GPP is irreverent and snarky, but it isn't in the least mean-spirited, and this "crusade" most certainly is.
(Of course, it's in "defense" of one of the most mean-spirited shows in U.S. television history, so yeah.)
This little stunt offends me because it's not just aimed at the Fundamentalists; this is a deliberate slap at moderate and progressive Muslims, as well (not that many of the Draw Mohammed Day crowd actually bother to acknowledge that there's a difference). It's a wide-sweeping smackdown of an entire group, and it's saying the same damned thing that the real offenders keep saying: "all of them hate all of us."
Gods damn it, people. how hard is it to grasp? If you're really opposed to an ideology, don't let its adherents frame the argument.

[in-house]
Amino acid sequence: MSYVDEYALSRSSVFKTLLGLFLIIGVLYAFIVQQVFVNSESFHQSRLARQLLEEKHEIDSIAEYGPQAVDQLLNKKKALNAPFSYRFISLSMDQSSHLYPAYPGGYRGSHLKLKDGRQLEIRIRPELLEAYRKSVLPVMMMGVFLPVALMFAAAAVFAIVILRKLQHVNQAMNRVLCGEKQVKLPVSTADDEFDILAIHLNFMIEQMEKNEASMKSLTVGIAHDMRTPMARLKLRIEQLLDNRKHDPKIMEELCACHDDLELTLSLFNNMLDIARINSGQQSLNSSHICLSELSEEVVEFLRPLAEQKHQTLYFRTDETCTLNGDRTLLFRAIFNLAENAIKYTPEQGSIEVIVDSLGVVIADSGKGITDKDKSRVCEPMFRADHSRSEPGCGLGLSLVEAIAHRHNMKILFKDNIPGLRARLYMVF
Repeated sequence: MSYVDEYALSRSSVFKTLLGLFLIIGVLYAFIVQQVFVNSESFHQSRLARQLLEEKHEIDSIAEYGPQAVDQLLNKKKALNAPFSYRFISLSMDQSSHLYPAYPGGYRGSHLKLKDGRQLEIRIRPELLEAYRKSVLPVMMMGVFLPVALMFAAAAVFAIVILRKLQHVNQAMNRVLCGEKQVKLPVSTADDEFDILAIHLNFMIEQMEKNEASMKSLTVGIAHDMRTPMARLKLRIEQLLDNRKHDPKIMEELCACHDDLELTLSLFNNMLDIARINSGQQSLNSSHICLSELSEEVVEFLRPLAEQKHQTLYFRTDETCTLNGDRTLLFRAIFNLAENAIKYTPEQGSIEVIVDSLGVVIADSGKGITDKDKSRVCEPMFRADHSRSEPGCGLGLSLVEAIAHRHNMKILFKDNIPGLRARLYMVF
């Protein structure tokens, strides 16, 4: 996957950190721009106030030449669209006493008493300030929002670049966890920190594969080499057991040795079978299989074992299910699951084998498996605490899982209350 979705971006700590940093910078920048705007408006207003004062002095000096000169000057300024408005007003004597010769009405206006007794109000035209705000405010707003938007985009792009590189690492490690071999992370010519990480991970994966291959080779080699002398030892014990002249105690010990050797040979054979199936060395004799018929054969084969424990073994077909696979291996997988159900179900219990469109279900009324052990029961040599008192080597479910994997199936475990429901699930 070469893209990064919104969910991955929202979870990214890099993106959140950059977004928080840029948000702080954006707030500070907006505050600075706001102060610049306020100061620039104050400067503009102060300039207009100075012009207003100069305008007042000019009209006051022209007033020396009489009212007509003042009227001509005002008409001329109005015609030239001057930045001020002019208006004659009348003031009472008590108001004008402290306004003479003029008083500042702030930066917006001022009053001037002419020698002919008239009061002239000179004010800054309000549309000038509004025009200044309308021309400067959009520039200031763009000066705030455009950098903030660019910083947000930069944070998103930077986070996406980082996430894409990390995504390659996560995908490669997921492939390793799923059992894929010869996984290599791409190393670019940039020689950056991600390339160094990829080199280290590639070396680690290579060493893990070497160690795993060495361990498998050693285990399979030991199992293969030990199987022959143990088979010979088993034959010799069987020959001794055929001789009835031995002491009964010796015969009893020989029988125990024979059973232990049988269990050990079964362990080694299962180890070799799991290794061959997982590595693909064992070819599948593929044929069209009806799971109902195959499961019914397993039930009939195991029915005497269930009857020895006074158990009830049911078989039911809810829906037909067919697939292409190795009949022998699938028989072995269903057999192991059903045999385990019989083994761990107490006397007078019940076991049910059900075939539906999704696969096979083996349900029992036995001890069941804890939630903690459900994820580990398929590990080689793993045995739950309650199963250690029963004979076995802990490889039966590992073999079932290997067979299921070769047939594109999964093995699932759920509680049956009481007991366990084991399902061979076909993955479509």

I'm not saying "don't do this". I'm not saying "it shouldn't be allowed". I am saying that we need to examine the motives and sincerity behind it. So much of the output is a tedious repetition of hackneyed Prophet-As-Terrorist memes that it's hard to see it as a statement of "artistic freedom".
If this were really about "free speech", we'd be following it with "Draw Christ Getting Raped In The Nail-Holes Day".
Wow. I think that's the most Regrettably Appropriate use of the word "crusade" I've invoked in a long time.